Abdul is the father of four children aged 3 to 10. His wife, Jamila, is learning English.
“I’m teaching my wife. I need her mind to stay busy,” he said.
Abdul and Jamila are not their real names. They head an Afghan family hiding from the Taliban in Kabul, Afghanistan.
“My wife has depression and anxiety attacks. She’s always thinking about me, about my safety. … My daughters ask me every day, ‘Can we go play outside?'” Abdul told VOA via WhatsApp and Signal messages.
Abdul was a border officer who served in the Afghan Army. One of his jobs was to guide a robot to study explosives and disarm them. While Abdul has managed to keep his family safe, others have not been so lucky. His former captain was taken from his home last October during a Taliban raid.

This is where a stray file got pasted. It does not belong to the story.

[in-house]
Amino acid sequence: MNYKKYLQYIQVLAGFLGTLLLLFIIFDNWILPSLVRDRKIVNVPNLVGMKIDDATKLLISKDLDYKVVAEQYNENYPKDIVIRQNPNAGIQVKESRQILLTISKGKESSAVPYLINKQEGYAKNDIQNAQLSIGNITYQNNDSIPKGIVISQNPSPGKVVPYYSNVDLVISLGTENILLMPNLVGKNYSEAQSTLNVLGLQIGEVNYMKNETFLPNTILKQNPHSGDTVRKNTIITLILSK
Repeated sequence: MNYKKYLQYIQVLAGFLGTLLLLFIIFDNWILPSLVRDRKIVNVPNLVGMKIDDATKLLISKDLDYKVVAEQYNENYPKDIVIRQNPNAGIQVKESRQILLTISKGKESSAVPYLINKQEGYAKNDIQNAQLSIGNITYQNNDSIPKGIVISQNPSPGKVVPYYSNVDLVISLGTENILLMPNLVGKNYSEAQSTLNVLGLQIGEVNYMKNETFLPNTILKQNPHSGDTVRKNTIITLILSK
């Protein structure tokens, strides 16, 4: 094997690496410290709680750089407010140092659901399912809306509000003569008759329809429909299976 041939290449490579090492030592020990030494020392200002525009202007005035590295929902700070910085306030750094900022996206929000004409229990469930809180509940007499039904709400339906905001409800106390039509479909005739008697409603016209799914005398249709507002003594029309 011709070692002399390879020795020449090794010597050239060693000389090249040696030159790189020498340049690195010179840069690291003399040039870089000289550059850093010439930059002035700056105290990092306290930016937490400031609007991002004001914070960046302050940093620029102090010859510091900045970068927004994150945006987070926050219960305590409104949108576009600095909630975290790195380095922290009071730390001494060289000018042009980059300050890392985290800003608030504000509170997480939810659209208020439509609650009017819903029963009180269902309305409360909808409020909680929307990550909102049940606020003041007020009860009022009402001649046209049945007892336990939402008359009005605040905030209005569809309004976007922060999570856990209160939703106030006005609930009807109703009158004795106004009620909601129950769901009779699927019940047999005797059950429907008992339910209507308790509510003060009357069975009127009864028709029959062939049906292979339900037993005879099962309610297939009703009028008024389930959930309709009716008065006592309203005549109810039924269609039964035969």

The 30-year-old and his family are among the thousands of former Afghan military personnel who stayed behind after the conclusion of nearly 20 years of war. The U.S. completed its withdrawal in August 2021 and helped evacuate more than 130,000 Afghans in the chaotic final weeks. But one year after the massive evacuation, many of those who could not leave still hope for a life in the United States.
Among them are Abdul, Jamila and their children.
The Biden administration has sought to expedite processing for at-risk Afghans who leave the country, but the exact route Afghans take to reach the United States is not being publicized for security reasons.
The State Department did not comment on U.S.-chartered flights. On background, a spokesperson said the U.S. encourages Afghanistan’s neighbors to keep their borders open to allow entry for Afghans.
“We continue to work to facilitate safe passage for U.S. citizens, LPRs [legal permanent residents], SIV [Special Immigration Visa] holders, Afghan allies, and their eligible family members who want to leave Afghanistan,” a State Department spokesperson told VOA. “For security and operational concerns, we will not share details of these efforts. However, the issue of safe passage is an issue we continue to engage on.”